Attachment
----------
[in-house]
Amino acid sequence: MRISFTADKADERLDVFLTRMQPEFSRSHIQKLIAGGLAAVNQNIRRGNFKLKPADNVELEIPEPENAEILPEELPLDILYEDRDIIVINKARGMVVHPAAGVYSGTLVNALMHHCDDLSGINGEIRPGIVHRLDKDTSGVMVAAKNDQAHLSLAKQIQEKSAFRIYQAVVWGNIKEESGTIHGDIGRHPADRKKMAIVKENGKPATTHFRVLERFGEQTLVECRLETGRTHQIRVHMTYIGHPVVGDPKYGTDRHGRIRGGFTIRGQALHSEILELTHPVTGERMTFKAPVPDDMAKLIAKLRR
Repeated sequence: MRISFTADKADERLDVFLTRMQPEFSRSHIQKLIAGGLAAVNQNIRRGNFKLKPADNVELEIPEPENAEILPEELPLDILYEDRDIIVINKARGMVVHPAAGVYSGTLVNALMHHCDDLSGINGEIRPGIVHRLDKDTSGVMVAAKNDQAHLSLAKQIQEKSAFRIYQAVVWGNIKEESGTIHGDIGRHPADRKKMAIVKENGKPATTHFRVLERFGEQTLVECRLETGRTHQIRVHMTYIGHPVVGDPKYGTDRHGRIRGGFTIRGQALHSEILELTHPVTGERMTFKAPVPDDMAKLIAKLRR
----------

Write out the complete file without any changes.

[in-house]
Amino acid sequence: MRISFTADKADERLDVFLTRMQPEFSRSHIQKLIAGGLAAVNQNIRRGNFKLKPADNVELEIPEPENAEILPEELPLDILYEDRDIIVINKARGMVVHPAAGVYSGTLVNALMHHCDDLSGINGEIRPGIVHRLDKDTSGVMVAAKNDQAHLSLAKQIQEKSAFRIYQAVVWGNIKEESGTIHGDIGRHPADRKKMAIVKENGKPATTHFRVLERFGEQTLVECRLETGRTHQIRVHMTYIGHPVVGDPKYGTDRHGRIRGGFTIRGQALHSEILELTHPVTGERMTFKAPVPDDMAKLIAKLRR
Repeated sequence: MRISFTADKADERLDVFLTRMQPEFSRSHIQKLIAGGLAAVNQNIRRGNFKLKPADNVELEIPEPENAEILPEELPLDILYEDRDIIVINKARGMVVHPAAGVYSGTLVNALMHHCDDLSGINGEIRPGIVHRLDKDTSGVMVAAKNDQAHLSLAKQIQEKSAFRIYQAVVWGNIKEESGTIHGDIGRHPADRKKMAIVKENGKPATTHFRVLERFGEQTLVECRLETGRTHQIRVHMTYIGHPVVGDPKYGTDRHGRIRGGFTIRGQALHSEILELTHPVTGERMTFKAPVPDDMAKLIAKLRR